I have long-warned that the Espionage Act cases could be used as a back-door way of going after journalists. The Justice Department's Espionage Act case against former CIA official Jeffery Sterling has already swept up New York Times reporter James Risen, who was subpoenaed three times to testify about his alleged source. In that case, the Justice Department most recently argued that, despite the fact that legal precedent clearly dictates otherwise, there is no reporter's privilege in a criminal case.

The latest revelation that the information used to prosecute Drake under the heavy-handed Espionage Act was so obviously innocuous and unclassified should give the Justice Department pause before continuing to pursue similar whistleblowers, such as CIA whistleblower John Kiriakou, whose case is set for trial in November.

EMAIL TO A FRIEND X
Your Email has been sent.
You must add at least one tag to this diary before publishing it.

Add keywords that describe this diary. Separate multiple keywords with commas.
Tagging tips - Search For Tags - Browse For Tags

?

More Tagging tips:

A tag is a way to search for this diary. If someone is searching for "Barack Obama," is this a diary they'd be trying to find?

Use a person's full name, without any title. Senator Obama may become President Obama, and Michelle Obama might run for office.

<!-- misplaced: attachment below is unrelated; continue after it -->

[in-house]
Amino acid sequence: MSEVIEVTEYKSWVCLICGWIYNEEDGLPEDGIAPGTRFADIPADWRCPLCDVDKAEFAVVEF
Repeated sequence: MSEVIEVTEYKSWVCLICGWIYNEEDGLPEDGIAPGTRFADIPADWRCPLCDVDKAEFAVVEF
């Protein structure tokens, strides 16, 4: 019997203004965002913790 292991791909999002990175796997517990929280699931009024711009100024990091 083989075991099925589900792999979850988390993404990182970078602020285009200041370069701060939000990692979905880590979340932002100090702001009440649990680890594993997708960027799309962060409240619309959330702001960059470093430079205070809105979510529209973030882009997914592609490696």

If your diary covers an election or elected official, use election tags, which are generally the state abbreviation followed by the office. CA-01 is the first district House seat. CA-Sen covers both senate races. NY-GOV covers the New York governor's race.

Tags do not compound: that is, "education reform" is a completely different tag from "education". A tag like "reform" alone is probably not meaningful.

Consider if one or more of these tags fits your diary: Civil Rights, Community, Congress, Culture, Economy, Education, Elections, Energy, Environment, Health Care, International, Labor, Law, Media, Meta, National Security, Science, Transportation, or White House. If your diary is specific to a state, consider adding the state (California, Texas, etc). Keep in mind, though, that there are many wonderful and important diaries that don't fit in any of these tags. Don't worry if yours doesn't.

You can add a private note to this diary when hotlisting it:
Are you sure you want to remove this diary from your hotlist?
Are you sure you want to remove your recommendation? You can only recommend a diary once, so you will not be able to re-recommend it afterwards.
Rescue this diary, and add a note:
Are you sure you want to remove this diary from Rescue?
Choose where to republish this diary. The diary will be added to the queue for that group. Publish it from the queue to make it appear.

You must be a member of a group to use this feature.

Add a quick update to your diary without changing the diary itself:
Are you sure you want to remove this diary?
(The diary will be removed from the site and returned to your drafts for further editing.)
(The diary will be removed.)
Are you sure you want to save these changes to the published diary?

Comment Preferences

Subscribe or Donate to support Daily Kos.

Click here for the mobile view of the site